July 19, 2009
The talks are finished for now, with no resolution. The coup regime in Honduras, which ousted President Zelaya exactly 3 weeks ago, has rejected the 7-point proposal put forth by designated mediator Oscar Arias, president of Costa Rica. Zelaya’s delegation in Costa Rica had earlier stated they had accepted the proposal, but later said they accepted debating the proposal, and didn’t comment on whether or not they had unconditionally accepted all seven terms laid out by Arias.
The coup regime today introduced a counter-proposal, which would not have allowed for President Manuel Zelaya’s return to the presidency, but would have allowed his return to Honduras, to be tried and imprisoned for alleged constitutional violations. The coup regime and those participants in the June 28th coup d’etat that involved the violent kidnapping and forced exile of President Zelaya, have claimed that a coup did not take place, but rather a “rescue” of the constitutional order. They claim that President Zelaya was violating the constitution by proposing a non-binding national survey on the possibility of future constitutional reform. Most strange in this claim is that a non-binding survey, which means it doesn’t legally matter what the outcome is, to consult the people’s will regarding their constitution is somehow a violent crime that justifies kidnapping, forced exile, and 3 weeks of imposed national curfew, suspension of constitutional rights and repression of the people. Who are the real criminals?
After the several hours of meetings today with Costa Rican president Oscar Arias, the designated delegations announced the outcome. The coup regime stated it was “sorry,” but it was rejecting in its entirety the 7-point proposal set out by Arias. The delegation for the coupsters also tried to once again tell the world a coup had not taken place in Honduras, and that dictator Roberto Micheletti is the constitutional president of Honduras. Blah, blah blah.
President Zelaya’s delegation reaffirmed their commitment to the mediation process and verified they had accepted the 7-point proposal from Arias as a point of debate, particularly point 1, the restitution of Manuel Zelaya to the presidency of Honduras. Even President Oscar Arias — the mediator (via Washington) — confirmed that point 1 was the essence of the entire negotiation. The Zelaya delegation declared the talks as “failed” and “over,” but Arias called for another 72-hours to work on a solution that will prevent a civil war from erupting in the Central American nation. “Give me another 72 hours to work tirelessly on a solution, in order to avoid bloodshed,” Noble Peace prize winner Arias said before the international media that were anxiously awaiting the outcome of today’s meetings outside the presidential residence in San José de Costa Rica.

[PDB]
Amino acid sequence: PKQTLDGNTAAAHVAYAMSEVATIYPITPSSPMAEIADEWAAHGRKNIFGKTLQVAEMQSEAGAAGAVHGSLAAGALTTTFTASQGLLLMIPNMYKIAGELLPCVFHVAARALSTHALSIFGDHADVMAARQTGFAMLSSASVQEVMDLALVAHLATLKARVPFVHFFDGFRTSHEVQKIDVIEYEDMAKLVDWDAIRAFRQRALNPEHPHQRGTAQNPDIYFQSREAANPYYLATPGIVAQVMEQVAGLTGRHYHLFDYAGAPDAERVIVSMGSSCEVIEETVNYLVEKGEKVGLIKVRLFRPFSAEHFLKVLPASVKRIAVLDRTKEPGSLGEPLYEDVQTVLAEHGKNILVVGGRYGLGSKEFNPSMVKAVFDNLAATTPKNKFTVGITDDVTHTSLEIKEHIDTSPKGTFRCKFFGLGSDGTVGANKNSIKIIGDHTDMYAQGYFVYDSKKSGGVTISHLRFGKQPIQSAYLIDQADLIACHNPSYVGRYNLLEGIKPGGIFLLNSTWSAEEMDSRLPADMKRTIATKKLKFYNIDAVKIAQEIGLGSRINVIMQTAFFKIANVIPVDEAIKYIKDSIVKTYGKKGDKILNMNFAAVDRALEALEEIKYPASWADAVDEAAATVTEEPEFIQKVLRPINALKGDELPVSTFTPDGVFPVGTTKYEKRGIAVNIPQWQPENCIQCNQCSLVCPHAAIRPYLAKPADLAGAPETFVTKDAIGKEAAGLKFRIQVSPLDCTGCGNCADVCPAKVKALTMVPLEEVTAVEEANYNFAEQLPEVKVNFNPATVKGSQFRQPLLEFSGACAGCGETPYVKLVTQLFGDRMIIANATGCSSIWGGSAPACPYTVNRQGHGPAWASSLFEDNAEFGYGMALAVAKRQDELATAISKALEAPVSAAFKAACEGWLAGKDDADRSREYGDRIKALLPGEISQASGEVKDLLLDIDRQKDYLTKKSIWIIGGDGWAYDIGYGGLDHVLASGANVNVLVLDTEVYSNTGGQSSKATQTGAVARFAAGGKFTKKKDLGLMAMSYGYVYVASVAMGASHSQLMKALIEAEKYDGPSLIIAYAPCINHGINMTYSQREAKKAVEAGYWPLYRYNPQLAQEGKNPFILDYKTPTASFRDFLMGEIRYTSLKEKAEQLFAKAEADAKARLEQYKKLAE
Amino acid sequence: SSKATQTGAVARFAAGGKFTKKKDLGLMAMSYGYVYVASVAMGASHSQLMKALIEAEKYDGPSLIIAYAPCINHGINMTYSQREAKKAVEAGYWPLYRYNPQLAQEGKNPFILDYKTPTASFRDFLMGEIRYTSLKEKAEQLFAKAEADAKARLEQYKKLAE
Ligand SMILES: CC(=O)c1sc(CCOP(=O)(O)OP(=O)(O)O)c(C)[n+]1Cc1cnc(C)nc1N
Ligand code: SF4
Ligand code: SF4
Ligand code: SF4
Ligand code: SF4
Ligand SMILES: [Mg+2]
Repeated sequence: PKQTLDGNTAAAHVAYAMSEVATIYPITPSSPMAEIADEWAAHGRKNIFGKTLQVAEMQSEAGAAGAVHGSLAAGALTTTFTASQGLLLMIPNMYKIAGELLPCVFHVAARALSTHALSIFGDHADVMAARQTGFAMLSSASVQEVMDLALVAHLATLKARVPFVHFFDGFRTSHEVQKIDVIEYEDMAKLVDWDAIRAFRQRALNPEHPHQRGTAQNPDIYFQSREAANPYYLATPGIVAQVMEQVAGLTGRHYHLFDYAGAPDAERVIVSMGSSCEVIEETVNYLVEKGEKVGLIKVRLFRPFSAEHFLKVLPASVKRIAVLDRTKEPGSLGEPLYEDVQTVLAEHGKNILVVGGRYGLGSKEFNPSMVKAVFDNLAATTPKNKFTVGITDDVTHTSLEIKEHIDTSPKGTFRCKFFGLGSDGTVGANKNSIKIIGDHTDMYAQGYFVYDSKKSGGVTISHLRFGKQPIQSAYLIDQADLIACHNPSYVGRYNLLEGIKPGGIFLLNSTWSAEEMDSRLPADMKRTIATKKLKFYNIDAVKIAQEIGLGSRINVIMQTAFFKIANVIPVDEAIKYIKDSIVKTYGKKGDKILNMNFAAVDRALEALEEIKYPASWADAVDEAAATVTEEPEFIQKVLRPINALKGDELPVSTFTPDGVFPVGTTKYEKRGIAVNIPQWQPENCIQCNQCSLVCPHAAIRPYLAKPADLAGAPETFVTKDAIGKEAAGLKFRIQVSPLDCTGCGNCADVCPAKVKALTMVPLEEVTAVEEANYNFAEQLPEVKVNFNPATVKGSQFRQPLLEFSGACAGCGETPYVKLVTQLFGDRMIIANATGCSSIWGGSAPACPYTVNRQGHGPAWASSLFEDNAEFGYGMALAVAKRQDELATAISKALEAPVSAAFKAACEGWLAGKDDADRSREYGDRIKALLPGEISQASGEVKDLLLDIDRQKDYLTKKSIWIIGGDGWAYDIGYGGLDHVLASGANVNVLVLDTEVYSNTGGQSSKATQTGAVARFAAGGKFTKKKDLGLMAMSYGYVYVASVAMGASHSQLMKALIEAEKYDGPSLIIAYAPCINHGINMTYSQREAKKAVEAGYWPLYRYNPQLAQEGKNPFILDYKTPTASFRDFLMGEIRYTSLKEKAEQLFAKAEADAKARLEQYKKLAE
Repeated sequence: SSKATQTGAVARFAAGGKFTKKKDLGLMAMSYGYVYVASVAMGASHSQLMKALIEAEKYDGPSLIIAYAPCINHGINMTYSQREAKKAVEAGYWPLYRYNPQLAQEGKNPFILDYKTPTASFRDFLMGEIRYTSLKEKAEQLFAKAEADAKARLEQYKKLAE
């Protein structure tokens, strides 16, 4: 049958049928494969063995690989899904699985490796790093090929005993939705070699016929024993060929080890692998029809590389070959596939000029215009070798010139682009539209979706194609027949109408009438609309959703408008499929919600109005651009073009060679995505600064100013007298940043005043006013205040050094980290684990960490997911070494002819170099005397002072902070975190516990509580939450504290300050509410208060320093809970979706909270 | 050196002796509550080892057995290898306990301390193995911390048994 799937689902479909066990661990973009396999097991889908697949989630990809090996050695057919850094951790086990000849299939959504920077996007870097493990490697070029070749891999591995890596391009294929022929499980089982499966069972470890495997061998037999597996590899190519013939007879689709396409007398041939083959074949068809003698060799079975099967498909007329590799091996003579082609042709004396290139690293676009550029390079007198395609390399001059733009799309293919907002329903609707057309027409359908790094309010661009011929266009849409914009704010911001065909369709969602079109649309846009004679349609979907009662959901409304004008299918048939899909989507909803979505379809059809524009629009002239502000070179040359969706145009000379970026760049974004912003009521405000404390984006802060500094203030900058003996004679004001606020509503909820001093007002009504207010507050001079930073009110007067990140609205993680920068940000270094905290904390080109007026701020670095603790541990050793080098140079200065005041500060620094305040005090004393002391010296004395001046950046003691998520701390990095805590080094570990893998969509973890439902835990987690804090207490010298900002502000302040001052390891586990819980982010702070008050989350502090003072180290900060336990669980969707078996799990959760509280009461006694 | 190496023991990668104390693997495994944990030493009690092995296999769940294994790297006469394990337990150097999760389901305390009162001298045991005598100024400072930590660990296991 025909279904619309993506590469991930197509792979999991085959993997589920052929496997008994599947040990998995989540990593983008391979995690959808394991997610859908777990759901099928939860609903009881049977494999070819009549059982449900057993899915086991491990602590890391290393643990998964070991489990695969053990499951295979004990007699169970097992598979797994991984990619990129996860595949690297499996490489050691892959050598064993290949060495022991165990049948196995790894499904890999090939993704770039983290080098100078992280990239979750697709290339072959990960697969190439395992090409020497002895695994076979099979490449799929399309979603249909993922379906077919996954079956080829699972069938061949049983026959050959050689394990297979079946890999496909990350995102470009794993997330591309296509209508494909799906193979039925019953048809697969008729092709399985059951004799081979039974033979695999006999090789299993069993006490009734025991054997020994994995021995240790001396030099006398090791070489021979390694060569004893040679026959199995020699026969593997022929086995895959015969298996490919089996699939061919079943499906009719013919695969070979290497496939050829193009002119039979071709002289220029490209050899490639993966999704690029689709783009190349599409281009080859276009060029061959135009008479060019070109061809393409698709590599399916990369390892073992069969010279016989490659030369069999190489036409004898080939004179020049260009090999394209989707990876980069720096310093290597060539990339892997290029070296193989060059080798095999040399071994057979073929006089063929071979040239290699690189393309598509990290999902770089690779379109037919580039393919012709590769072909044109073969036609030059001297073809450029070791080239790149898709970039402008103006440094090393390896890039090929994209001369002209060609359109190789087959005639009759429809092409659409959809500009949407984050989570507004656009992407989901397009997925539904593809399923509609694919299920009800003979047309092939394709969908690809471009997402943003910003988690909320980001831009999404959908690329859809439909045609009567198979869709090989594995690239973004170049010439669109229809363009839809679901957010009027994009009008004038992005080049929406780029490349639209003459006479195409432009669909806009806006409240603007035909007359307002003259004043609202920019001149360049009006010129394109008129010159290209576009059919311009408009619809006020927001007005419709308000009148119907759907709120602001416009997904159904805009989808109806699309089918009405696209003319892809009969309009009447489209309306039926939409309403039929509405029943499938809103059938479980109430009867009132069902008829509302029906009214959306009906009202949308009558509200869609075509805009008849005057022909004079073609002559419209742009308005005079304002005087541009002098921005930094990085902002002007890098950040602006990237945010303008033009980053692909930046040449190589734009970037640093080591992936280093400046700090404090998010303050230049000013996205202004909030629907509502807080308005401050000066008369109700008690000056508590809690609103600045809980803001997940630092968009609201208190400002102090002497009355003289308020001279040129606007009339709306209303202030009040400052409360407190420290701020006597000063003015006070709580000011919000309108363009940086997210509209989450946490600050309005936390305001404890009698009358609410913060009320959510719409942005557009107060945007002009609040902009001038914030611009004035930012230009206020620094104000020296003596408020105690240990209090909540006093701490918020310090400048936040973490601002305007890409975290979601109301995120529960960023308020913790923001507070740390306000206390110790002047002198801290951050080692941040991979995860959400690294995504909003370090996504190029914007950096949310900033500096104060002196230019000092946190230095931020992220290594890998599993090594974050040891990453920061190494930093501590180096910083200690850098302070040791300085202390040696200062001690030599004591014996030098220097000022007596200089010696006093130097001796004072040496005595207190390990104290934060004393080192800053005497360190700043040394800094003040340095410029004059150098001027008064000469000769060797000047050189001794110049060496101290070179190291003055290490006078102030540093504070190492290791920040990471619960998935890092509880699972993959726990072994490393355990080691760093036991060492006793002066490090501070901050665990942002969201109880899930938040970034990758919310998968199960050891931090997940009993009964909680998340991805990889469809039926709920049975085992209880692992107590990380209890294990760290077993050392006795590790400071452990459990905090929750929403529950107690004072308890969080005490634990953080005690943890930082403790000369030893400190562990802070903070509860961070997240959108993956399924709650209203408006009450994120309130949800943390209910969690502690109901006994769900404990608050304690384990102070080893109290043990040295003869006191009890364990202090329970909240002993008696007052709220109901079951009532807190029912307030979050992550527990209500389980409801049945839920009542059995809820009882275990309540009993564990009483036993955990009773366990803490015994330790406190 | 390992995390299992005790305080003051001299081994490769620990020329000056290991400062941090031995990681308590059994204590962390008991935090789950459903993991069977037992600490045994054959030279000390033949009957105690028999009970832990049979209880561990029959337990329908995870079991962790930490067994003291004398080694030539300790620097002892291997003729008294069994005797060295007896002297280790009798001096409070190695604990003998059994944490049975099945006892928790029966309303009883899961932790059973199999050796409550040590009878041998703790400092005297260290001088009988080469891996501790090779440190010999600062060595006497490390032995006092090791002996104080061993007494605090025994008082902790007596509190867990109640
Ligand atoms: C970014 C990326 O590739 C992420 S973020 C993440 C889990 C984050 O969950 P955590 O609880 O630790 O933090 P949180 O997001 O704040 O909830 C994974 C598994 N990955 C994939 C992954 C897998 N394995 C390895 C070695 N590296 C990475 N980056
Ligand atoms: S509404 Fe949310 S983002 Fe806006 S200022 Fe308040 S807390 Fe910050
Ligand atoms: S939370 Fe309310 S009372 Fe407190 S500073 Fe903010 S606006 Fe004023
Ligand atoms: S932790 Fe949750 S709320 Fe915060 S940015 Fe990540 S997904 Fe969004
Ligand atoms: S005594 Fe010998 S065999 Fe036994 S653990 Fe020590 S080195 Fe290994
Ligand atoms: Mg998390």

Another 72 hours? Stalling, or a sincere attempt to prevent civil war? Be it either, too much time has already passed that has allowed for the coup regime to violate more than a thousand citizen’s human rights, assassinate and injure dozens others, and consolidate itself in the government.
How will Washington react now? Will Obama-Clinton continue to skirt the issue of a “coup” and the return of Zelaya to power and back the 72-hour request by Arias? Probably. And Clinton lawyer and Advisor Lanny Davis will continue to make roadways in Washington for acceptance of the coup regime in Honduras.
Meanwhile, the outrage is growing in Latin America over Obama’s request (happily accepted by Colombian president Alvaro Uribe) to occupy 5 new military bases in Colombia. This agreement, which was consolidated in the Oval Office this past June 30, 2009, as Obama simultaneously and cynically declared the Honduran coup “illegal,” will turn Colombia into a dangerous launching pad for US military operations in the region, never seen before in history. $46 million of US taxpayer monies was already approved by Congress — as requested by Obama — for pumping up the capacity of just one of the Colombian bases that US forces will occupy. The base in Palanquero — central Colombia — is set not just for counter-drug operations, which is the usual justification for US military presence in the region, but also for “hemispheric security operations.” Hmmm, security operations? Against whom? Maybe neighboring Venezuela and Ecuador, two nations that are in revolution and maintain anti-imperialist doctrines.
The people of the US and the world should express outrage and disgust at this violent, intimidating and threatening massive US presence in Latin America, authorized by “agent of change” Barack Obama.
Eva Golinger is the author of The Chávez Code and Bush vs Chavez. This article was first published on her blog on 15 July 2009. Visit her blog Postcards from the Revolution: <www.chavezcode.com>.